Why Stock Picking Is a Losing Investment Strategy

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This article was originally published on NerdWallet.com

Picking a stock that goes up 100% in a year is exhilarating. But there’s a problem with this method of investing. Like gambling in Vegas, it may be fun and even rewarding in the short term. Yet in the end, just as the house always wins, picking stocks is a losing game.

I talk to friends all the time who say they invest in stocks — meaning individual ones rather than broad-based index funds that capture the movement of the entire market — and I always wonder why. I think many people see a company that carries a well-known name — maybe they are customers or they hear about it on the news — and they assume it’s a good investment. But history has shown us time and time again that picking stocks of individual companies, and thus trying to determine which will be the winners, is not a good investment strategy.

No company is immune to short- or long-term failure, no matter how good they look in the moment. The company’s value may not go to zero, but it could certainly take a huge hit relative to its underlying industry or index. Just think about how the Standard & Poor’s 500 index has changed in the past two decades. There has been a revolving door among the largest companies in the S&P 500, proving that even the biggest companies out there are not immune to volatility and risk.

Individual stocks vs. an index

As further evidence that picking stocks is risky and ultimately a losing game, consider recent research from financial firm JP Morgan Chase & Co. It compared the Russell 3000 index — which, as the company notes, “represents approximately 98% of the investable U.S. equity market” — between 1980 and 2014 with information on individual stocks. Here are the three main findings:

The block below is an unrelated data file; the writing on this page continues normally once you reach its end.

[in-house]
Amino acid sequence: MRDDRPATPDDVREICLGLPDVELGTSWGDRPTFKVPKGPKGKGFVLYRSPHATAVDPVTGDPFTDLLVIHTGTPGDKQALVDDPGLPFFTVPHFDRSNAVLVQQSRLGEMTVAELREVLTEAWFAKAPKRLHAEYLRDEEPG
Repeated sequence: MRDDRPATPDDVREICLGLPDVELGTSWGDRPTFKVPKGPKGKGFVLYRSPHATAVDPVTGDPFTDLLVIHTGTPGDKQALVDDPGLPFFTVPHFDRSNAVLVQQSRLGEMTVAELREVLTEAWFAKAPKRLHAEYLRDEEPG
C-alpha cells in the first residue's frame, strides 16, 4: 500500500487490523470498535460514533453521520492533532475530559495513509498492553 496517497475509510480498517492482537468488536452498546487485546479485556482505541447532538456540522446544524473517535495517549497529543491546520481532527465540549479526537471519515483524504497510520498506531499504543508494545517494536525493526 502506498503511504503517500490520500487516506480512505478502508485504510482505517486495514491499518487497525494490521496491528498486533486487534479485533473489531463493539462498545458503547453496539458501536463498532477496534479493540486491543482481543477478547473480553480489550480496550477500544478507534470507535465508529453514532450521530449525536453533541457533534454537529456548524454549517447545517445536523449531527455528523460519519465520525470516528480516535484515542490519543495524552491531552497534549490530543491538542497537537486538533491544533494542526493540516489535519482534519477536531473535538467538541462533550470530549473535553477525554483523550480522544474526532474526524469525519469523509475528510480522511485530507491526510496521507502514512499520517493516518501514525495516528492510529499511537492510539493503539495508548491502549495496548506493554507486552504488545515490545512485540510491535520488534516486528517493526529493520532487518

1. The risk of ‘catastrophic’ failure among individual stocks is higher than you think. “When looking at how often a stock has what we call a ‘catastrophic decline’ — falling 70% or more and never recovering — we see that 40% of all stocks suffer this fate at some time in their history. And some sectors — like telecom, biotech and energy — saw higher-than-average loss rates,” the report states.
  2. Most stocks underperform over their lifetime. According to the report, “The data shows that two-thirds of all individual stocks underperform over their ‘lifetime,’ as compared to the Russell 3000. On average, the outcome for individual stocks was underperformance of about 50%.”
  3. Concentrated holdings in individual stocks add huge amounts of risk to your portfolio. “When computing the optimal risk-adjusted return for a concentrated holder,” the report notes, “we find that 75% of concentrated stockholders would benefit from some degree of diversification.”

Why investors keep picking stocks

So why do so many individuals keep trying to pick stocks? I see two main reasons.

We all enjoy making money, and we don’t usually associate the word “boring” with something we enjoy. That reason alone likely explains why so many people try to pick stocks. It’s the “sexy” way to invest. But the research is clear that this is not an optimal strategy. When it comes to investing, “sexy” might as well be spelled “sucker.”

Rather, investing should be boring. It’s like baseball: Base hits are the name of the game. By properly diversifying your investment portfolio — picking a mix of asset classes with exposure to many sectors and countries — with a long-term strategy, you allow yourself to take advantage of compounded gains without subjecting yourself to unnecessary risk (i.e., swinging for the fences).